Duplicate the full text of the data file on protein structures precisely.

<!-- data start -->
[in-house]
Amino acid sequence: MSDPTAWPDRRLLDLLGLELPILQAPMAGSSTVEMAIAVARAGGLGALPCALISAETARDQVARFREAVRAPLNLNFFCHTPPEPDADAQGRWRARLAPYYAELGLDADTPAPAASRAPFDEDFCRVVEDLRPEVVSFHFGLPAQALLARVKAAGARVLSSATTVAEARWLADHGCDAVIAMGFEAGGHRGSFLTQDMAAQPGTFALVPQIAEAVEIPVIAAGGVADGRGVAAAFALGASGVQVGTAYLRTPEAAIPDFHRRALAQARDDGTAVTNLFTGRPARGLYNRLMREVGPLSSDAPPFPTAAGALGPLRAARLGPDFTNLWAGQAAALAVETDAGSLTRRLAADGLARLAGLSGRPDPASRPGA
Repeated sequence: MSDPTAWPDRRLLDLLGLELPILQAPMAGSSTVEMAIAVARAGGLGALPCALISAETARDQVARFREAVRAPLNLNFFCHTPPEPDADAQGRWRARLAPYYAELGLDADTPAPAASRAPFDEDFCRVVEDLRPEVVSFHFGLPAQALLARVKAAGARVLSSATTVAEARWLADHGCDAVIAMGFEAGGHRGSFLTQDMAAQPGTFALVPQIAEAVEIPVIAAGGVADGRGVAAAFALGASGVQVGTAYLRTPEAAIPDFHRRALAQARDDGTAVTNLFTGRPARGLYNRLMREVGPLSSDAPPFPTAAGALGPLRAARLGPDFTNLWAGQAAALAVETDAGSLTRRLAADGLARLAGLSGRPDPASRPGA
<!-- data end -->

[in-house]
Amino acid sequence: MSDPTAWPDRRLLDLLGLELPILQAPMAGSSTVEMAIAVARAGGLGALPCALISAETARDQVARFREAVRAPLNLNFFCHTPPEPDADAQGRWRARLAPYYAELGLDADTPAPAASRAPFDEDFCRVVEDLRPEVVSFHFGLPAQALLARVKAAGARVLSSATTVAEARWLADHGCDAVIAMGFEAGGHRGSFLTQDMAAQPGTFALVPQIAEAVEIPVIAAGGVADGRGVAAAFALGASGVQVGTAYLRTPEAAIPDFHRRALAQARDDGTAVTNLFTGRPARGLYNRLMREVGPLSSDAPPFPTAAGALGPLRAARLGPDFTNLWAGQAAALAVETDAGSLTRRLAADGLARLAGLSGRPDPASRPGA
Repeated sequence: MSDPTAWPDRRLLDLLGLELPILQAPMAGSSTVEMAIAVARAGGLGALPCALISAETARDQVARFREAVRAPLNLNFFCHTPPEPDADAQGRWRARLAPYYAELGLDADTPAPAASRAPFDEDFCRVVEDLRPEVVSFHFGLPAQALLARVKAAGARVLSSATTVAEARWLADHGCDAVIAMGFEAGGHRGSFLTQDMAAQPGTFALVPQIAEAVEIPVIAAGGVADGRGVAAAFALGASGVQVGTAYLRTPEAAIPDFHRRALAQARDDGTAVTNLFTGRPARGLYNRLMREVGPLSSDAPPFPTAAGALGPLRAARLGPDFTNLWAGQAAALAVETDAGSLTRRLAADGLARLAGLSGRPDPASRPGA